Have you ever heard of an AED before? AED stands for “automated external defibrillator,” and it’s a special device that can help save someone’s life. But, how does it work? When should you use it? In this blog, we’ll talk all about AEDs – what they are, how they work, what are the steps to use AED and how you can use them.
It’s important to know about AEDs because you never know when you might need to use one to help someone in an emergency. You can learn how to use an AED by enrolling in the online CPR AED course by American HealthCare Academy. This course is 100% online. It is led by experts and is valid for 2 years. Get in touch with us today!
Overview of AEDs
An AED is a life-saving device that can help someone who is having a sudden cardiac arrest. It’s a small, portable device that can be found in many public places, like schools, malls, airports, and even in some police cars and ambulances.
The AED machine works by sending an electric shock to the heart to try and restore its normal rhythm. The device is very easy to use – it has step-by-step instructions that will guide you through the process.
AEDs are designed to be used by anyone, even if you don’t have medical training. When you turn on the AED, it will give you clear and simple voice prompts to help you through the process. It will tell you exactly what to do, like where to place the pads on the person’s chest and when to press the shock button.
AEDs are not just for adults – they can also be used on children and infants, but you may need to use special pads that are designed for smaller bodies.
Steps to use AED for saving lives
What are different types of AEDs?
There are different types of AEDs available in the market. Some AEDs are designed for use by trained medical professionals, while others are designed to be used by anyone, even if you don’t have medical training. The two basic types of AEDs are:
Fully automatic AED
This type of AED is very easy to use – all you need to do is turn it on and follow the voice prompts. The AED will analyze the person’s heart rhythm and, if necessary, deliver a shock automatically. You don’t need to press any buttons or do anything else – the AED will do everything for you.
This type of AED also gives you voice prompts, but you may need to press a button to deliver the shock. The AED will still analyze the person’s heart rhythm and tell you when to press the button, so you don’t need to worry about the process.
– Some AEDs are designed for use in specific settings, like on airplanes or in hospitals. These AEDs may have different features or settings that are tailored to the specific environment.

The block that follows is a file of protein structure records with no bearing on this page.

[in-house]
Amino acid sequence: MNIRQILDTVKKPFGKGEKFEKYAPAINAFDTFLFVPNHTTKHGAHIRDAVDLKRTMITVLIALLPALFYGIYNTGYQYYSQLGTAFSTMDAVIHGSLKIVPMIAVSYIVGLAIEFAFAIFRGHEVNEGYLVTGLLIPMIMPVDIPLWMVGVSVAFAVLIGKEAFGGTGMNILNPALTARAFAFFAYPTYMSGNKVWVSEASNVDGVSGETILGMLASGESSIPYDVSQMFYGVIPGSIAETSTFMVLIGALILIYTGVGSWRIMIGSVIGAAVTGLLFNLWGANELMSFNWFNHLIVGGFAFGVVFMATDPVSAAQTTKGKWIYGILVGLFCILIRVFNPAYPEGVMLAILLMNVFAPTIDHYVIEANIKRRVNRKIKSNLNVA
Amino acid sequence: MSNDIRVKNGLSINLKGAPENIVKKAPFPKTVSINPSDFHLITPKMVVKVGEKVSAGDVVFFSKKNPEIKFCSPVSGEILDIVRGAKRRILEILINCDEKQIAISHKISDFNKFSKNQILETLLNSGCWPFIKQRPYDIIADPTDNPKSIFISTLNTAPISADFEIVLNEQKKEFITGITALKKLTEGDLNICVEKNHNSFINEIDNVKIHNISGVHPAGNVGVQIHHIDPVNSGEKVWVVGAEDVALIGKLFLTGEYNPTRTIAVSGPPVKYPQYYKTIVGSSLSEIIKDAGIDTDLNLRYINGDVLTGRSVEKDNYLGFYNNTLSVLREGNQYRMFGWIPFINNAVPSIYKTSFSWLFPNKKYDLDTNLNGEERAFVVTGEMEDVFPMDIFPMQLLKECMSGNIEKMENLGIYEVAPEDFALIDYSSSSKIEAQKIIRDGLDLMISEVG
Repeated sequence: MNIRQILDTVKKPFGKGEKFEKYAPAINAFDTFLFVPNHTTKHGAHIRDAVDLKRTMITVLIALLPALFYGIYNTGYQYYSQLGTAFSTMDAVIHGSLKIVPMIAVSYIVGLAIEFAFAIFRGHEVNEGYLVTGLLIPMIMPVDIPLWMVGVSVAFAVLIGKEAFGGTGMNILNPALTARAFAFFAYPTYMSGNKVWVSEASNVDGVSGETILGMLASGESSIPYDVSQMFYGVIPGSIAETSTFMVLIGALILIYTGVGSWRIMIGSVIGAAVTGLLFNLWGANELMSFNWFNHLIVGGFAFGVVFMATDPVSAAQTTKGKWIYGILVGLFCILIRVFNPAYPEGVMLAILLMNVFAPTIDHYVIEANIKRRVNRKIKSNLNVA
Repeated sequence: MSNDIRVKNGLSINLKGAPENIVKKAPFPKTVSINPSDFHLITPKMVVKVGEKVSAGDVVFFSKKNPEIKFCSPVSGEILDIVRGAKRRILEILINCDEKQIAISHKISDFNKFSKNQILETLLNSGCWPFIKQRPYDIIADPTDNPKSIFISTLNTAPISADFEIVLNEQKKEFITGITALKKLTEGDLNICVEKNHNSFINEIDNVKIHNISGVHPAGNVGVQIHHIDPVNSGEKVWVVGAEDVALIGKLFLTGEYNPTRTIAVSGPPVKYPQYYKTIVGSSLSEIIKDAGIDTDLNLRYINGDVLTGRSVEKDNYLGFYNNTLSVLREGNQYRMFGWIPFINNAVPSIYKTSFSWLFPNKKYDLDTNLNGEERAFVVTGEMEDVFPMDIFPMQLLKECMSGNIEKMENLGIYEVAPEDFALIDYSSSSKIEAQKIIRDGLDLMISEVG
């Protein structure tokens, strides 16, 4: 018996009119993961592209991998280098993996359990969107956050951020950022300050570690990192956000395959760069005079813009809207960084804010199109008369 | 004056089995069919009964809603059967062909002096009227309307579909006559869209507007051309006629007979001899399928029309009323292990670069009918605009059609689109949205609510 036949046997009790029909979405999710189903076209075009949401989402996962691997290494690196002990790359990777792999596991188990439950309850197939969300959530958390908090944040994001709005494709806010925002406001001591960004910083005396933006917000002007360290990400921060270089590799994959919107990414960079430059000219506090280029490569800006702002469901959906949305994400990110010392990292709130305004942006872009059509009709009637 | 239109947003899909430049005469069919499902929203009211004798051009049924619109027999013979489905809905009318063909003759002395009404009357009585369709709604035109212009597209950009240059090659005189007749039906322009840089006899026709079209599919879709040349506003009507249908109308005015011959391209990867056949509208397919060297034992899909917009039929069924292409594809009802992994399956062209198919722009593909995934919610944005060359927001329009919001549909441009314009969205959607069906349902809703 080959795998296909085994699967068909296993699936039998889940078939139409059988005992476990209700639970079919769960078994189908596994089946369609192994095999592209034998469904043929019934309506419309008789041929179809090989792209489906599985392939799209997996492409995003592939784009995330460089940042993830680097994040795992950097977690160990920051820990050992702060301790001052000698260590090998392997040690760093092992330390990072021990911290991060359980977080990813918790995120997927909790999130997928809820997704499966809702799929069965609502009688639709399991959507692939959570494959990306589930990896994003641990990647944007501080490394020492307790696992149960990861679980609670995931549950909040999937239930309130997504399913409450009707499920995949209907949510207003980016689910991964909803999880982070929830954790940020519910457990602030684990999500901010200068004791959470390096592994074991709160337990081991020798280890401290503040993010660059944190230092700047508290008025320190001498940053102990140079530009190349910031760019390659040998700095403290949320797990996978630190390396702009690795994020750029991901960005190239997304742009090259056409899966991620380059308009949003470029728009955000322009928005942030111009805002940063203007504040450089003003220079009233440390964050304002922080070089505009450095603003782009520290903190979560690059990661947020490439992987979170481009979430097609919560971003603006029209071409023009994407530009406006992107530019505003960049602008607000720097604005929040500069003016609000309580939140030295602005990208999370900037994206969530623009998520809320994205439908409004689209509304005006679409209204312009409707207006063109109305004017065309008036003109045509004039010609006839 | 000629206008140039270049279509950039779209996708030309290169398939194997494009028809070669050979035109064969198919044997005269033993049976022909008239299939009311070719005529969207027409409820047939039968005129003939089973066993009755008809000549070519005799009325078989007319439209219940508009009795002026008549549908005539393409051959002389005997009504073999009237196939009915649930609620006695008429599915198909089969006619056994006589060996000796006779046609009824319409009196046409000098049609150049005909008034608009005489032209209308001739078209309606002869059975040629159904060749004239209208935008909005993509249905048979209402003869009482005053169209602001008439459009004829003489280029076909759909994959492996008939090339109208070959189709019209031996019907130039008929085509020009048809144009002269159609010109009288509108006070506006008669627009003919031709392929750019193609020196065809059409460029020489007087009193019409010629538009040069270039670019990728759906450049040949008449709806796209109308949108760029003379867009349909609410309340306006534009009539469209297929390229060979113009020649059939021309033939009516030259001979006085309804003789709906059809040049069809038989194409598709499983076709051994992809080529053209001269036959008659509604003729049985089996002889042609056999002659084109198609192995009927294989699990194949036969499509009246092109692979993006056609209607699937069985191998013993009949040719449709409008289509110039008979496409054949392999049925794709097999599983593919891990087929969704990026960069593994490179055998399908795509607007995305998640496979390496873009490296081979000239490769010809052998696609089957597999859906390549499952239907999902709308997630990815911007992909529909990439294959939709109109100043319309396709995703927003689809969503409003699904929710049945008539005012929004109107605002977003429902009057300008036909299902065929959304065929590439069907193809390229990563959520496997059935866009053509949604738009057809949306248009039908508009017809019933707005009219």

Steps to use AEDs properly on a CPR patient
Here are the steps to use AED on a CPR patient:
- Turn on the AED – most AEDs will turn on automatically when you open it.
- Expose the person’s chest – remove any clothing or jewelry that might interfere with the pads.
- Attach the pads to the person’s chest – follow the instructions on the pads and place them on the person’s bare skin. One pad goes on the upper right side of the chest and the other pad goes on the lower left side of the chest.
- Analyze the heart rhythm – once the pads are attached, the AED will analyze the person’s heart rhythm and determine if a shock is needed.
- If a shock is advised – the AED will tell you to press the shock button. Make sure that no one is in contact with the patient when you deliver the shock.
- Resume CPR – after the shock is delivered, the AED will instruct you to resume CPR. Follow the instructions and continue until emergency help arrives. For the emergency to arrive, you need to call 911 first. Let them know the correct scenario in front of you. Chances are that even the medical emergency team might guide on the phone until they arrive. So you will also panic less.
- Follow the AED prompts – the AED will continue to give you voice prompts throughout the process. Follow them carefully, and do not hesitate to ask for help if you’re unsure what to do next.
If someone is unresponsive and not breathing normally, it’s important to call for emergency help right away and start CPR. If there is an AED available, it can be used in addition to CPR to help increase the person’s chances of survival. So, don’t be a bystander anymore. Be proactive and save a life!